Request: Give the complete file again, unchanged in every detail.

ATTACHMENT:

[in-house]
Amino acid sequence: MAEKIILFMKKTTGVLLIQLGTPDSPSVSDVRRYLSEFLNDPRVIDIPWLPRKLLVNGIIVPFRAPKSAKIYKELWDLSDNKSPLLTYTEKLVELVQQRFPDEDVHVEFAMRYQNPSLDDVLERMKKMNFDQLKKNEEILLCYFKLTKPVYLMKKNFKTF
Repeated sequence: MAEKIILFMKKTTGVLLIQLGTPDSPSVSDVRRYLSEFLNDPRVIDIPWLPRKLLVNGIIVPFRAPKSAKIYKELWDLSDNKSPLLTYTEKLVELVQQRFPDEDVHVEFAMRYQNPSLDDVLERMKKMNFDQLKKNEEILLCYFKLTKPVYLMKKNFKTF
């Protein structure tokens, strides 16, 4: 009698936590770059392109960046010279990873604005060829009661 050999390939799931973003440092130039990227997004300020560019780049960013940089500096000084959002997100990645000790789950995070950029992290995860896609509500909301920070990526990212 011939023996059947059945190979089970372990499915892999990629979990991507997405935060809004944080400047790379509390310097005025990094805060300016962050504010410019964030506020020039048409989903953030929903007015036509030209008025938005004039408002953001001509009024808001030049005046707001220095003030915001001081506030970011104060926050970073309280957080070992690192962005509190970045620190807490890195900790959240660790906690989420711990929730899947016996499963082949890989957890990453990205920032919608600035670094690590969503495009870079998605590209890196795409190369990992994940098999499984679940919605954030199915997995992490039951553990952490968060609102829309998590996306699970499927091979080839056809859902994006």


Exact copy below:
[in-house]
Amino acid sequence: MAEKIILFMKKTTGVLLIQLGTPDSPSVSDVRRYLSEFLNDPRVIDIPWLPRKLLVNGIIVPFRAPKSAKIYKELWDLSDNKSPLLTYTEKLVELVQQRFPDEDVHVEFAMRYQNPSLDDVLERMKKMNFDQLKKNEEILLCYFKLTKPVYLMKKNFKTF
Repeated sequence: MAEKIILFMKKTTGVLLIQLGTPDSPSVSDVRRYLSEFLNDPRVIDIPWLPRKLLVNGIIVPFRAPKSAKIYKELWDLSDNKSPLLTYTEKLVELVQQRFPDEDVHVEFAMRYQNPSLDDVLERMKKMNFDQLKKNEEILLCYFKLTKPVYLMKKNFKTF
């Protein structure tokens, strides 16, 4: 009698936590770059392109960046010279990873604005060829009661 050999390939799931973003440092130039990227997004300020560019780049960013940089500096000084959002997100990645000790789950995070950029992290995860896609509500909301920070990526990212 011939023996059947059945190979089970372990499915892999990629979990991507997405935060809004944080400047790379509390310097005025990094805060300016962050504010410019964030506020020039048409989903953030929903007015036509030209008025938005004039408002953001001509009024808001030049005046707001220095003030915001001081506030970011104060926050970073309280957080070992690192962005509190970045620190807490890195900790959240660790906690989420711990929730899947016996499963082949890989957890990453990205920032919608600035670094690590969503495009870079998605590209890196795409190369990992994940098999499984679940919605954030199915997995992490039951553990952490968060609102829309998590996306699970499927091979080839056809859902994006």